On April 29, 1975, Operation Frequent Wind began, evacuating the last Americans and “at-risk” Vietnamese from Saigon, South Vietnam.
After the orders came through, armed forces radio began playing Bing Crosby’s “White Christmas” to signal that the evacuation was underway.
Nearly 100 helicopters were deployed from aircraft carriers to airlift approximately 7 thousand men, women, and children out of harm’s way in under 24 hours.
The heroic pilots swarmed in and landed on confined rooftops, enclosed courtyards, and other various spaces loading countless people into the already cramped cargo areas to shuttle them to nearby Navy ships as Vietnamese forces stormed towards the city.
So many helicopters landed on the decks of the nearby U.S. Navy aircraft carriers that empty helicopters were pushed overboard to make room for incoming aircraft. Other pilots were told to drop their passengers off then ditch their helicopter in the sea and await rescue.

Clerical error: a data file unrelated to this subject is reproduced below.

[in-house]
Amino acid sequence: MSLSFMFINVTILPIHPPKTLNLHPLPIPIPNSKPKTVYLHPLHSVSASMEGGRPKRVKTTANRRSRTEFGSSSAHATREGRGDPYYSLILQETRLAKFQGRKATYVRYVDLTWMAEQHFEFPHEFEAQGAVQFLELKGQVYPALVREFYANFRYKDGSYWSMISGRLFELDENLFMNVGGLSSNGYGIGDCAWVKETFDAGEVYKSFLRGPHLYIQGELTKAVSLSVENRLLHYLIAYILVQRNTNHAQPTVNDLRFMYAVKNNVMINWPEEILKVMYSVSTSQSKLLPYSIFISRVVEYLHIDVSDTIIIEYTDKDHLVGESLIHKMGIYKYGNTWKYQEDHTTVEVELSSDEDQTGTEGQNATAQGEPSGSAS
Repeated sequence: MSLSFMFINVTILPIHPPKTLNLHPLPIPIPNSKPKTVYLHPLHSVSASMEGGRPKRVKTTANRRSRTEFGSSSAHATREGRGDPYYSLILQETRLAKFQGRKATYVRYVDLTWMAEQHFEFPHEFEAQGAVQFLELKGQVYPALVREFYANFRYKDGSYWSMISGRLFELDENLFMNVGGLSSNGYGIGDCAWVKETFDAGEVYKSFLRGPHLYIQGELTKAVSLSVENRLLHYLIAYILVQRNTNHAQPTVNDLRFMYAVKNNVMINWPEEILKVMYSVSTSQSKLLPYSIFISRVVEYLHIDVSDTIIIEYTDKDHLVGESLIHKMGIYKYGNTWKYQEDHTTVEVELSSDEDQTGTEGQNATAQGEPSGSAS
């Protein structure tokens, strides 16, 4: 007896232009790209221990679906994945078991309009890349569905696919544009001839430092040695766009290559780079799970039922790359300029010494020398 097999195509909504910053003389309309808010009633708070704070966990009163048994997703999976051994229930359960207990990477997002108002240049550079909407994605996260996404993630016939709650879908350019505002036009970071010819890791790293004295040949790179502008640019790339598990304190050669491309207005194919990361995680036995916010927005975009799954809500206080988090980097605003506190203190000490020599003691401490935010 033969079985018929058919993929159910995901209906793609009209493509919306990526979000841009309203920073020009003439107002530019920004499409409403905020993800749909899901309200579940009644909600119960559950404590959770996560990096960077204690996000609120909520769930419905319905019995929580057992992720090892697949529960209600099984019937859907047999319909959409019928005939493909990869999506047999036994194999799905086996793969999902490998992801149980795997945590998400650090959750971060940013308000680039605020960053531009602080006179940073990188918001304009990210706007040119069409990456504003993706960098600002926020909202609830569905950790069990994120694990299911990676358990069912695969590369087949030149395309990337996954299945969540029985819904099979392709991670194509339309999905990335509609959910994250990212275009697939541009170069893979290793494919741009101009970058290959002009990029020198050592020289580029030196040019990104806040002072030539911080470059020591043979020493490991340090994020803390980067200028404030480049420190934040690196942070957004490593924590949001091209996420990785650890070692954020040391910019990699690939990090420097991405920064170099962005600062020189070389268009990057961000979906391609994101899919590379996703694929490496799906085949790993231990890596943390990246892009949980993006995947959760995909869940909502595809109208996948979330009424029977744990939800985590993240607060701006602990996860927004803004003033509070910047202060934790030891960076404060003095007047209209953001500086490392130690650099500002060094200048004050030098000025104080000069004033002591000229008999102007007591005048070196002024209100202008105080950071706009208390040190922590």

The U.S. Marines — who provided security for the evacs — were the last to fly out, just as the Embassy fell to the Communists, leaving nearly 400 evacuees remaining.
Operation Frequent Wind remains the largest helicopter evacuation on record. In 19 hours, a total of 1,373 Americans and 5,595 Vietnamese and third country nationals were rescued.
Featured Image: Vietnamese refugees board a U.S. Marine Corps Sikorsky CH-53 Sea Stallion helicopter from HMH-463 at Landing Zone 39, a parking lot At Ton Son Nhut Air Base in Saigon, Vietnam, 29 April 1975.